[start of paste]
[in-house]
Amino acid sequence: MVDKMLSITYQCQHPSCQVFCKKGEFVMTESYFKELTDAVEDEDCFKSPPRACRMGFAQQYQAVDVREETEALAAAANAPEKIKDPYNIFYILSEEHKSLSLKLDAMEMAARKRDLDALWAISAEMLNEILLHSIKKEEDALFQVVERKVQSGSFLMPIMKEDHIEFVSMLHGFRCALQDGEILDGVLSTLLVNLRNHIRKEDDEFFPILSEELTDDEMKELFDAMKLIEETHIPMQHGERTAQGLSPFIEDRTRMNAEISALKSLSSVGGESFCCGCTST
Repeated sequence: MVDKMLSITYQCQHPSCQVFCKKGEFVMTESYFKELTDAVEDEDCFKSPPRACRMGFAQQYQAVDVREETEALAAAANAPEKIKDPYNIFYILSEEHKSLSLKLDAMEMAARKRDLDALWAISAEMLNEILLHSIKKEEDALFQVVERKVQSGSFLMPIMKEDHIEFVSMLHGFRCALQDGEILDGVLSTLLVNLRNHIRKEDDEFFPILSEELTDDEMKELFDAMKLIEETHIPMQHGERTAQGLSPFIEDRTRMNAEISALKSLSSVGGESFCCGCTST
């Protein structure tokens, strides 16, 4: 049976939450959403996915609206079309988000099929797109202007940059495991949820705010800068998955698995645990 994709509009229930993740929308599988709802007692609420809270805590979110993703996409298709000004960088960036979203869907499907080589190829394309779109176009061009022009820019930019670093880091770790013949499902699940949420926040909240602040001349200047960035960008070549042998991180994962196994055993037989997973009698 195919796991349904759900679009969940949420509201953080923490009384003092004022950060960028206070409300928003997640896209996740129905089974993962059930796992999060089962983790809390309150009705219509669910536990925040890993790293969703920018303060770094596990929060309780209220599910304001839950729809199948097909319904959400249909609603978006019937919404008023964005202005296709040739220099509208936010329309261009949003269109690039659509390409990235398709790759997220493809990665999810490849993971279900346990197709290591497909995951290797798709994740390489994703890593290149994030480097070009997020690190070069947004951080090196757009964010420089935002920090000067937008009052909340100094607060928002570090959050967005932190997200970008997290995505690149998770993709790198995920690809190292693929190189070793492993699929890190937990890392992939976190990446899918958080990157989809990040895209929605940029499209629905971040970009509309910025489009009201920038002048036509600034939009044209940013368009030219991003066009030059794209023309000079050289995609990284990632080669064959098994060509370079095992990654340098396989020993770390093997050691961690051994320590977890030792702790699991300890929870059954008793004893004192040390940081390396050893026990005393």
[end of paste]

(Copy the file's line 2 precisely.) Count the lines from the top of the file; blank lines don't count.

Amino acid sequence: MVDKMLSITYQCQHPSCQVFCKKGEFVMTESYFKELTDAVEDEDCFKSPPRACRMGFAQQYQAVDVREETEALAAAANAPEKIKDPYNIFYILSEEHKSLSLKLDAMEMAARKRDLDALWAISAEMLNEILLHSIKKEEDALFQVVERKVQSGSFLMPIMKEDHIEFVSMLHGFRCALQDGEILDGVLSTLLVNLRNHIRKEDDEFFPILSEELTDDEMKELFDAMKLIEETHIPMQHGERTAQGLSPFIEDRTRMNAEISALKSLSSVGGESFCCGCTST